Aldi today reported a 41% rocket in sales in 2012 after it stole more than 1 million shoppers from rivals last year. Retail Week takes a look at the elements of Aldi’s offer turning heads.
Shoppers remain strapped for cash and every indication so far is that, even if belts are loosened, customers will continue to hunt down value products. Aldi’s offer of affordable discount brands and low-priced staple items has lured shoppers. Aldi claims it is extending its price gap against the big four, which is estimated to be between 20% and 25% per basket at present.
Tesco, Morrisons and Asda all lost share in the 12 weeks to September 15, according to Kantar Worldpanel. Aldi’s sales jumped 32.7% over the same period, bringing its market share to 3.7%. Sales of its Specially Selected range increased 40% in the last year and the line doubled in size as shoppers sought affordable groceries.
Aldi has invested in broadening its offer and improving quality over the last year. The grocer has shrugged off damage to its reputation caused by the horse meat scandal to continue to grow sales. Aldi said a focus on British sourcing, notably on meat, milk and eggs, had driven growth in 2012, and last Christmas it introduced free range purebred turkeys. It has also begun selling lobster to attract upmarket custom.
Its ‘Like Brands. Only Cheaper’ TV adverts (see below) have won shoppers’ hearts and clearly communicate Aldi’s offer compared with upmarket retailers such as Fortnum & Mason and Harvey Nichols. It also launched a campaign focused on British sourcing of beef following the horse meat crisis.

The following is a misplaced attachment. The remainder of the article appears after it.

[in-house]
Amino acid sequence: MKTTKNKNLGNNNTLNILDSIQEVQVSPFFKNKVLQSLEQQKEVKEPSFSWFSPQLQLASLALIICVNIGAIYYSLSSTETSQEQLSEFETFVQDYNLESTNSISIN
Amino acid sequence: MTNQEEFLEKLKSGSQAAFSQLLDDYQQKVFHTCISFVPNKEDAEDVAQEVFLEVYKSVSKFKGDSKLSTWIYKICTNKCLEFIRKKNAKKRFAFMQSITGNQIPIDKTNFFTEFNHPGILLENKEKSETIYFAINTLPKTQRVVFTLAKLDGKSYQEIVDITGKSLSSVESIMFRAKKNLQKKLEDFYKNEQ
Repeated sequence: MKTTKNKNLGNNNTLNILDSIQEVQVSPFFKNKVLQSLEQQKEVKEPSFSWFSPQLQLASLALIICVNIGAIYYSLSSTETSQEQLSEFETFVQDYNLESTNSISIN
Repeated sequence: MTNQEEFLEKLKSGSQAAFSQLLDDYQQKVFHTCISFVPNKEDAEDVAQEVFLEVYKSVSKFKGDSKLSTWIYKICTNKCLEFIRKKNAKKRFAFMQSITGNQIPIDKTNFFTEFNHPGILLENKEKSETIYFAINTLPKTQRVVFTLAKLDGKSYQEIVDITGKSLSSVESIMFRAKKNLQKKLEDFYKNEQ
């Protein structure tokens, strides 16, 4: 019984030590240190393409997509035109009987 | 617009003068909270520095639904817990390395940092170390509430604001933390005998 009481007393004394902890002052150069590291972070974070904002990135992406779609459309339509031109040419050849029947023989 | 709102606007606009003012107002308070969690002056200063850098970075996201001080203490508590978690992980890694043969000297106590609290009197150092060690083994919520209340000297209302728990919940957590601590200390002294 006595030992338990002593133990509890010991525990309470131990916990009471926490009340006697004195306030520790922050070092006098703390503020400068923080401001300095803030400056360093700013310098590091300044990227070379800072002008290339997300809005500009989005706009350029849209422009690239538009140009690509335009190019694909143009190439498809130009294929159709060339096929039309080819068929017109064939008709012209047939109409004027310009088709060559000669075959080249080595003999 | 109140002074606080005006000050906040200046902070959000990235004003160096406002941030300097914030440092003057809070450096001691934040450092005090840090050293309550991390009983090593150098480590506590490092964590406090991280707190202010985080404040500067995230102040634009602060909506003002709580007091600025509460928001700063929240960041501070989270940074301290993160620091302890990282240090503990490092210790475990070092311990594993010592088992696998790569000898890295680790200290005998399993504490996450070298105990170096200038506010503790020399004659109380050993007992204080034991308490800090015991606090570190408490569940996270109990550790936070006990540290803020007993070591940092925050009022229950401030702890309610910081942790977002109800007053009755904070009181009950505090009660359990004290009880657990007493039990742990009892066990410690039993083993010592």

4. New stores
Aldi has rapidly grown its presence across the UK in recent years and built on this last year. The discounter invested £116.5m to open 34 stores during the year and plans to open 100 new stores across the remainder of this year and 2014. It is poised to open its 500th store in Bury St Edmunds on October 31. Good, accessible locations remain key for grocers, and Aldi’s smaller format store piloted in Kilburn may be able to tap into the rapid growth experienced in convenience grocery in recent years. It has no plans to launch online grocery at present.
5. Bigger baskets
Aldi has deliberately broadened its offer to allow customers to conduct a full weekly shop at the grocer. Data from Nielsen Homescan for the 12 weeks to August 17 showed Aldi’s average core grocery basket spend is now £18.63 while its average size is 16 to 17 products – just below Morrisons and Sainsbury’s which stock a far broader range. However, Aldi is still used by many consumers as a top-up or complementary shop. Asda has moved to block its customers seeking out Aldi by lowering the price on key lines.
Aldi’s eclectic mix of short-term promotions, from DIY products to cycling accessories, remain a firm favourite with shoppers who enjoy the serendipity of its ‘when it’s gone, it’s gone’ deals. In food, its Super 6 fortnightly fresh produce deals regularly rank in Aldi’s top-performing lines.